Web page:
Sunday 19 April 2015

Flye Maybe?

Welcome to Flye Maybe, the world’s most inefficient airline. Please stand in a queue for an hour while we totally ignore you, before looking vacantly at your checkin details for 10 minutes, while holding a conversation with our colleagues in the next booth, by telephone.   Eventually we will press a few random buttons on the PC keyboard and hope to get a boarding pass printed out that will take you somewhere.  This may take some time.
You will now need to run like the wind to gate 472 to ensure you make your flight. Once you get to the departure lounge, you can stand up for a further 30 minutes while we work out firstly how to open the doors and then which aircraft you might be on.
Once on board, we will walk importantly up and down the aisle killing time while the pilot finds out what all the controls do, checking the manual, and Google. We might then glance at a few random boarding passes to make sure you are on the correct flight – don’t build up your hopes. Warsaw is lovely this time of year, stop complaining.
We would consider apologising for the hour and a half delay for this departure but, to be honest couldn’t give a monkey’s testicle, as we still get paid whether you get there on time or not. Statistically you are more likely to perish in an air crash than to land on time with Flye Maybe.
If you require anything other than a venomous glare whilst on board, please press the buzzer above your head, so that we can ignore it. About three minutes before we land, we will pass through the cabin with a trolley full of grossly overpriced snacks, none of which are in the slightest bit edible. Warm beer and gin will also be available but please don’t ask for ice, this is an aircraft, not a night club.  Scolding hot drinks can be ordered, so you can burn your hands and lips to blisters. Incidentally, nothing that we sell bears the remotest resemblance to the pictures in the menu which can be found in the seat pocket in front of you. If you do require something from the menu, we will have run out of it weeks ago. Should you wish to pay in euros, our appalling exchange rate would bring the World Bank to its knees. We can also offer you a range of knocked-off perfumes at highly inflated prices, should you have been imbecilic enough to have yours confiscated at airport security.
For your inconvenience, we will be flying through turbulence for the entire journey. Take a look at those wings shaking outside the window. Crazy, isn’t it? You will find a sick-bag under your seat, possibly still full from the last passenger who sat in your place. You may also find other interesting things under your seat, for which we take no responsibility whatsoever. The cleaners only come round every second Tuesday.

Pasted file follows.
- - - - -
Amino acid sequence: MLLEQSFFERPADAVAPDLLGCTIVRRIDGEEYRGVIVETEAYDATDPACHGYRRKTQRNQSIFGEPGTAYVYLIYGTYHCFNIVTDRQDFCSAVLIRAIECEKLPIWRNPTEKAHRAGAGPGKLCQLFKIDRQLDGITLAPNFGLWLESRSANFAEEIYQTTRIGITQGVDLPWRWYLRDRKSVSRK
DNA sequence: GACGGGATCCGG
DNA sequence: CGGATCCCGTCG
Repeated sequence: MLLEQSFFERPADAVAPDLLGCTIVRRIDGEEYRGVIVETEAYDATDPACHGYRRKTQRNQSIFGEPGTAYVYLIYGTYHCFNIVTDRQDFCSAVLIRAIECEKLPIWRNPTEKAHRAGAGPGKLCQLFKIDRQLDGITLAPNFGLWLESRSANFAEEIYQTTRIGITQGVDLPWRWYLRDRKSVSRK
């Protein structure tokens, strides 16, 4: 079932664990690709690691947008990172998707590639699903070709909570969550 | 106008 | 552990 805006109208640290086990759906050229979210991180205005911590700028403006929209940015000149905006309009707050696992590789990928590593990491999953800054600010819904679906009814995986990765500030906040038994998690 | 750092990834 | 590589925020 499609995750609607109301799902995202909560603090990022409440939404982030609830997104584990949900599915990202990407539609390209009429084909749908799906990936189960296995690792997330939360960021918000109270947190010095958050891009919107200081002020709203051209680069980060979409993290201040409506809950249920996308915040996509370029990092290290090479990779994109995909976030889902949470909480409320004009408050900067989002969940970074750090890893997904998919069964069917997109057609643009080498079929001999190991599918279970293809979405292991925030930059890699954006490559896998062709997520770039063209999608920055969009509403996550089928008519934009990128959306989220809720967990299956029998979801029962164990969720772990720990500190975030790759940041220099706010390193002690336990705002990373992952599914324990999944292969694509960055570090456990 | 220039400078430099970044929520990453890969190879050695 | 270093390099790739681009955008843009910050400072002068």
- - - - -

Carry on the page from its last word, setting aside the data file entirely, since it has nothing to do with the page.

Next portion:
Please use the minuscule toilets during your flight as they are fitted with cameras so we can have a laugh at you pissing all down your trouser leg, or attempting to sit on the wet seat as the captain weaves between the clouds pretending to be Hans Solo in Star Wars II.
Also for you maximum discomfort, above your head you will feel a constant blast of warm air that will eventually dry your eyes to dust and give you excruciating earache. These devices cannot be switched off. To take your mind off the worrying noise coming from under the aircraft, why not have a look through out dog-eared magazine which contains endless drivel about destinations you are highly unlikely to visit, as well as a list of randomly useless gifts to commemorate your journey. By the way, the pilot is pretty certain the rattling sound is coming from a loose bearing that may get tightened up in a few weeks when we next get an overnight stop in Romania, as they are the only mechanics who will work at our patronising hourly rate.
If you have younger members with you on your flight why not play a game taking a look out of the window to try and work out where we are. We sure as hell haven’t a clue.
Finally, we would ask you to sit back, grip the armrests until your knuckles go blue and pray silently. If we do happen to crash, Flye Maybe takes zero responsibly for your welfare, as we are the ones sitting nearest the door. Please check our website for a list of legal disclaimers so long you would die of old age before your read it all.
In the event that you do arrive at the correct destination, Flye Maybe hopes that you had nothing too precious in your luggage which is now dumped on a runway in East Africa. Your best hope of seeing your belongings again is to keep an eye on ebay. You never know, you might be able to buy them back for a very reasonable price! Keep a look out for your confiscated perfume too - selling your toiletries contributes enormously to our pension scheme.

Tuesday 14 April 2015

The Master Race

How come when you buy an electrical appliance in UK you get instructions in German, Russian, Mandarin and 3 dialects of Arabic, yet trying buying a new phone in France and you get, er French. That’s it, nothing more, unless, of course you phone a premium helpline, which is also in French. I will admit, after 8 years living in France my language skills should be better than they are but generally I can get by ordering plasterboard, concrete and food – but the Livret Utilisateur (instruction manual) may as well be in Gaelic. For all I know, it possibly is! To be fair, it is not just a new phone but a complete internet system with satellite dishes, routers and modems all making baffling beeping sounds, and doing bugger-all. Anyone within 2 miles of Chauffour may have heard a few more beeping sounds, coming from me, as I tried to configure the whole charade – all in a effort to get a usable connection to the cyberworld, rather than the lamentable service we have at present, which is little faster than the old dial-up.